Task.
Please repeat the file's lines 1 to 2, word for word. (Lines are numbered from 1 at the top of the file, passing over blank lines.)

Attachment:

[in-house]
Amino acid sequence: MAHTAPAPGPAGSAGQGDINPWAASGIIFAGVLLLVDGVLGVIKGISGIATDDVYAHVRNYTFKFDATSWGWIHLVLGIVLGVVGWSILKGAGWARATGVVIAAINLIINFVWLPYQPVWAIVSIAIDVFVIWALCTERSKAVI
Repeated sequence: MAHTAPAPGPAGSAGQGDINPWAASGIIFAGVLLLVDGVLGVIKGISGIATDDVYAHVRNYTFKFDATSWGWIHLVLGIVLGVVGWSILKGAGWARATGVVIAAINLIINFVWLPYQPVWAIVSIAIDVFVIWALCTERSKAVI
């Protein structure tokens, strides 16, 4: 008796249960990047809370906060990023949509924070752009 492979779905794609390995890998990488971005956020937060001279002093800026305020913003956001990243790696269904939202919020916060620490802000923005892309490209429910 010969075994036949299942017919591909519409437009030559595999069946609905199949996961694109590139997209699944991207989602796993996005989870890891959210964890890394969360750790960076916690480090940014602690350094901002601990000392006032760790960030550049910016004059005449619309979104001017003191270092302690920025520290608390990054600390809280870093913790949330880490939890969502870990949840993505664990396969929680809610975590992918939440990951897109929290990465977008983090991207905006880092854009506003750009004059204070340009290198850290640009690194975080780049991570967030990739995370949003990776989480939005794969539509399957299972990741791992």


[in-house]
Amino acid sequence: MAHTAPAPGPAGSAGQGDINPWAASGIIFAGVLLLVDGVLGVIKGISGIATDDVYAHVRNYTFKFDATSWGWIHLVLGIVLGVVGWSILKGAGWARATGVVIAAINLIINFVWLPYQPVWAIVSIAIDVFVIWALCTERSKAVI